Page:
The aim of this paper is to focus on the nature, i.e., on the epistemological and institutional status of the lectures on anthropology held by Kant from Winter 1772/73 to Winter 1794/95 at Königsberg and which provided the basis for the 1798 publication entitled Anthropologie in pragmatischer Hinsicht. Its main thesis is that Kant’s anthropology lectures were not only non-scientific from the beginning, they were also extracurricular, i.e., they were not part of the Albertina’s required courses in the school of philosophy and also not in the upper schools of medicine, law, and theology. Kant’s anthropology lectures were not attended by students only, but also by bourgeois, military officers, and aristocrats. In a word, Kant’s anthropology lectures roughly corresponded to what today an American university would carry under the heading of “Adult and Continuing Education.” This aspect has never been made clear in the current literature on Kant’s anthropology. I proceed in four parts. The first part deals with the systematic place of anthropology within Kant’s works. The second part considers the 1770 course guide valid at Königsberg throughout Kant’s long tenure and the place of anthropology within it. The third part is dedicated to an analysis of the epistemological character of Kant’s anthropology. The fourth part concludes with some remarks on anthropology and transcendental philosophy.

The Nature of Kant's Anthropology Lectures in Königsberg

POZZO, Riccardo
2001

Abstract

The aim of this paper is to focus on the nature, i.e., on the epistemological and institutional status of the lectures on anthropology held by Kant from Winter 1772/73 to Winter 1794/95 at Königsberg and which provided the basis for the 1798 publication entitled Anthropologie in pragmatischer Hinsicht. Its main thesis is that Kant’s anthropology lectures were not only non-scientific from the beginning, they were also extracurricular, i.e., they were not part of the Albertina’s required courses in the school of philosophy and also not in the upper schools of medicine, law, and theology. Kant’s anthropology lectures were not attended by students only, but also by bourgeois, military officers, and aristocrats. In a word, Kant’s anthropology lectures roughly corresponded to what today an American university would carry under the heading of “Adult and Continuing Education.” This aspect has never been made clear in the current literature on Kant’s anthropology. I proceed in four parts. The first part deals with the systematic place of anthropology within Kant’s works. The second part considers the 1770 course guide valid at Königsberg throughout Kant’s long tenure and the place of anthropology within it. The third part is dedicated to an analysis of the epistemological character of Kant’s anthropology. The fourth part concludes with some remarks on anthropology and transcendental philosophy.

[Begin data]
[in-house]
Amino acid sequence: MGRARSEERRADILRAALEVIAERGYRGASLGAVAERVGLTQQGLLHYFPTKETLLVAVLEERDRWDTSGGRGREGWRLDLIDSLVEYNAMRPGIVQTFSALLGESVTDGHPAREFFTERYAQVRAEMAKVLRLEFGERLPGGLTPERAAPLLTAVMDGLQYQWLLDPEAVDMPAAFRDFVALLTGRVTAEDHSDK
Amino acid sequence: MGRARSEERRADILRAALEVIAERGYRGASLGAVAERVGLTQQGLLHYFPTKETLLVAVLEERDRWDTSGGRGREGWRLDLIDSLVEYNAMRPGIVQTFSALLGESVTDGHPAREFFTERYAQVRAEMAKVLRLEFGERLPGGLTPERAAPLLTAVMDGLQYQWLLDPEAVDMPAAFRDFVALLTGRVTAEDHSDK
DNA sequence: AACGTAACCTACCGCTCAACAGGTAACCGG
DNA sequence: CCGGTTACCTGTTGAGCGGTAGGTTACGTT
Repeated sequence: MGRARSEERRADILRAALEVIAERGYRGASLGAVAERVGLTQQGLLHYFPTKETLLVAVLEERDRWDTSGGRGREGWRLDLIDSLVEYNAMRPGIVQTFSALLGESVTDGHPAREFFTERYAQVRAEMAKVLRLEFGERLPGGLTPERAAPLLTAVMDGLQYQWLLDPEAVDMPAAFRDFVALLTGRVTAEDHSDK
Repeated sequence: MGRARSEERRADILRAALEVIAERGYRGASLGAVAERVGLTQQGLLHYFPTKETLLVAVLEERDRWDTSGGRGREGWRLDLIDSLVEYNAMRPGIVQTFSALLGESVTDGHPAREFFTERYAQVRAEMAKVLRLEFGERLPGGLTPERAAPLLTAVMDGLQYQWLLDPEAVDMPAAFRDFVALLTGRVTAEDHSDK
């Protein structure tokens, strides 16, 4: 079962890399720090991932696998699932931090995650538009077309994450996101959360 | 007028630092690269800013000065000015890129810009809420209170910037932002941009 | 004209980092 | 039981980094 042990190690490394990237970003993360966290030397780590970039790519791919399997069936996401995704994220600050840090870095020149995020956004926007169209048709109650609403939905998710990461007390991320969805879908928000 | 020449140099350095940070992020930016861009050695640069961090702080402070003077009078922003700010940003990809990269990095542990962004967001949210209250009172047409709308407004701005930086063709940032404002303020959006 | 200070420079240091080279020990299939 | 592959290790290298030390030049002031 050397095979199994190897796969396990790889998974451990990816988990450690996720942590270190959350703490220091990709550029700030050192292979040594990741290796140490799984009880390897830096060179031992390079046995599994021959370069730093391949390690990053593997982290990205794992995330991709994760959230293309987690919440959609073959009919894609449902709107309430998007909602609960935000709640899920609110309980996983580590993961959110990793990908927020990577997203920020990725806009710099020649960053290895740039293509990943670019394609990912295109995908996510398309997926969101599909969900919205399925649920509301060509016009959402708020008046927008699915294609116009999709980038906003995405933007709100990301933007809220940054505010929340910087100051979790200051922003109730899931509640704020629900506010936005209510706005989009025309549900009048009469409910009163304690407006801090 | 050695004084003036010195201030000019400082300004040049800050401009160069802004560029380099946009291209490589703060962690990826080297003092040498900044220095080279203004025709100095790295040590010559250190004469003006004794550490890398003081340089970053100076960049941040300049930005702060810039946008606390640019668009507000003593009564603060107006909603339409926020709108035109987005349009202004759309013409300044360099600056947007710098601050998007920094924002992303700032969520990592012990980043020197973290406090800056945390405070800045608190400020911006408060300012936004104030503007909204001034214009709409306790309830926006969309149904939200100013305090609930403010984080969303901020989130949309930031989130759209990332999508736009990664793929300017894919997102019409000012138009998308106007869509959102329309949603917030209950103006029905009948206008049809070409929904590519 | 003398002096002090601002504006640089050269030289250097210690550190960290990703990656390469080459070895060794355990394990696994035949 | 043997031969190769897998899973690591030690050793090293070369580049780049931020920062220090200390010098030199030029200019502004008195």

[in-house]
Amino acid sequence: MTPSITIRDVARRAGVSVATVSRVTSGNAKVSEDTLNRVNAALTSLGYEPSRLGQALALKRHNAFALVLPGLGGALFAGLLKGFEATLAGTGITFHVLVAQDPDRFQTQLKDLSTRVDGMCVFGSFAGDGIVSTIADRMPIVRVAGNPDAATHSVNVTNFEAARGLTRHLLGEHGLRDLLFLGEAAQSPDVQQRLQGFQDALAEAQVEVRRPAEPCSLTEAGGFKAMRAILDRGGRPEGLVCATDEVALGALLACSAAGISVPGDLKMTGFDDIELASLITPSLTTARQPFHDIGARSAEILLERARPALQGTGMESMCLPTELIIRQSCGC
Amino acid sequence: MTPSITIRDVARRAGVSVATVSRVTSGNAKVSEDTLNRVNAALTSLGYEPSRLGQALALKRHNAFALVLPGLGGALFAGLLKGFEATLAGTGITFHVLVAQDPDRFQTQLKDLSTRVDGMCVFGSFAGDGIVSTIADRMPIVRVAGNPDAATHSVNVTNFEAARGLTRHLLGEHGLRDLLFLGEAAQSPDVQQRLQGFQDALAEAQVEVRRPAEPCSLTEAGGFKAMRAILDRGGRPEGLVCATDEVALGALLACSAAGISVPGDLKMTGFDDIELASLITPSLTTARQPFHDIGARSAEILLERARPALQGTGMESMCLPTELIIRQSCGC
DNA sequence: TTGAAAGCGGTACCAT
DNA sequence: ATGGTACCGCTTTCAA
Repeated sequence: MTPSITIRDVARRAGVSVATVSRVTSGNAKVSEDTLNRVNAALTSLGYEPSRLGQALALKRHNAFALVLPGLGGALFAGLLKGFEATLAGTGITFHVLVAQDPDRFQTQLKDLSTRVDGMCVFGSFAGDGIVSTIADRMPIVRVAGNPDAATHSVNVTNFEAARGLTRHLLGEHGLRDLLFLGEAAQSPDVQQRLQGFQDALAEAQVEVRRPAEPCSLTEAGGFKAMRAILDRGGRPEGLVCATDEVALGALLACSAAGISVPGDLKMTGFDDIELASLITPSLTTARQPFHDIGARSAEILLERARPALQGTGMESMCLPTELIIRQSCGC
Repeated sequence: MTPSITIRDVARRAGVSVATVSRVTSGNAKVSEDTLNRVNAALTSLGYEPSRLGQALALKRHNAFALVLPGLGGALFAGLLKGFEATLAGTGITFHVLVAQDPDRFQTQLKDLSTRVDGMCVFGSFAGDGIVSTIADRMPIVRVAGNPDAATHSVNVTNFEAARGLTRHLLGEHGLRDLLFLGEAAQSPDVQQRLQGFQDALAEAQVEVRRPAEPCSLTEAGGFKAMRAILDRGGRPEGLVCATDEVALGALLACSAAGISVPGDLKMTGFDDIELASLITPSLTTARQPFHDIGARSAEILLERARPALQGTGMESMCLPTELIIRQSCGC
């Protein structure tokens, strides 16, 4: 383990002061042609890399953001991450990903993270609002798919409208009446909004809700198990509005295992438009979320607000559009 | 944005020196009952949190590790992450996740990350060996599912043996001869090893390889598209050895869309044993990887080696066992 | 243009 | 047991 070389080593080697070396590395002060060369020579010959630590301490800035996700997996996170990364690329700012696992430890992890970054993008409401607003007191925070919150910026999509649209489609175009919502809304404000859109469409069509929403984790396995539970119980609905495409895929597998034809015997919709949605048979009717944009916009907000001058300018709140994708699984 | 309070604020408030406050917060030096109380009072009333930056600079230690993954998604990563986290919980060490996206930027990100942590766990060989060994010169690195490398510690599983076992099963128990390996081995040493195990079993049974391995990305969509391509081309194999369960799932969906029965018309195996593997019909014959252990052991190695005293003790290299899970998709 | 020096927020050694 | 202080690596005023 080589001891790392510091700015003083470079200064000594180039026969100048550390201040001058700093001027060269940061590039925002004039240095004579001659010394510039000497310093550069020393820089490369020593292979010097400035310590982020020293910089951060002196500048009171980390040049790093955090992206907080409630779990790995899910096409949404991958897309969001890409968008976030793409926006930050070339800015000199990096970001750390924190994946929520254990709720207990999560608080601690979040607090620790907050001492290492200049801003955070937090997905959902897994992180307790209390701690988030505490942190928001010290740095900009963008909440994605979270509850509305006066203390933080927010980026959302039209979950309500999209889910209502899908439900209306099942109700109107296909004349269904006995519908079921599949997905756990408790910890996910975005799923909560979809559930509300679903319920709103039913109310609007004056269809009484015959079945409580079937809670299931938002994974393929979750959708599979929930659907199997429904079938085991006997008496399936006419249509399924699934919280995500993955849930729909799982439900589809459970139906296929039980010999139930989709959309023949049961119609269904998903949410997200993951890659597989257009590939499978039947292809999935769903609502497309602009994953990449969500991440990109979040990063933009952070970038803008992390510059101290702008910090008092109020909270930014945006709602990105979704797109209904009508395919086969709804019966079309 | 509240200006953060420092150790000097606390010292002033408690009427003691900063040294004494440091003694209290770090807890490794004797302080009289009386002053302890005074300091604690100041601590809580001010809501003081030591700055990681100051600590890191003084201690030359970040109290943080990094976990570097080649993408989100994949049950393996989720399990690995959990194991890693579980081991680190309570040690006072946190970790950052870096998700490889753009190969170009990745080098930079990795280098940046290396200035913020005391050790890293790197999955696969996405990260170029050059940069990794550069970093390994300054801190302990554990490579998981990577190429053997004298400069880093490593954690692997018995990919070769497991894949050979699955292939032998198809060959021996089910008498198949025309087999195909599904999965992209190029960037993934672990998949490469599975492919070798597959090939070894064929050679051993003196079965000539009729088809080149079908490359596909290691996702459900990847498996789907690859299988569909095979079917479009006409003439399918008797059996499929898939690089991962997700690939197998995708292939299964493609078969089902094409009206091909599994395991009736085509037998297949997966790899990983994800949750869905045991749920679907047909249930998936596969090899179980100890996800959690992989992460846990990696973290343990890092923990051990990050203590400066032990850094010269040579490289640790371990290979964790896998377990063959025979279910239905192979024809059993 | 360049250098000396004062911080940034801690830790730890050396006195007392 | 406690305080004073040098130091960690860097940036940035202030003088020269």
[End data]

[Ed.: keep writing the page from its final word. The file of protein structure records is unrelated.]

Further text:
9783110169799
antropologia; Kant
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Utilizza questo identificativo per citare o creare un link a questo documento: http://hdl.handle.net/11562/16887
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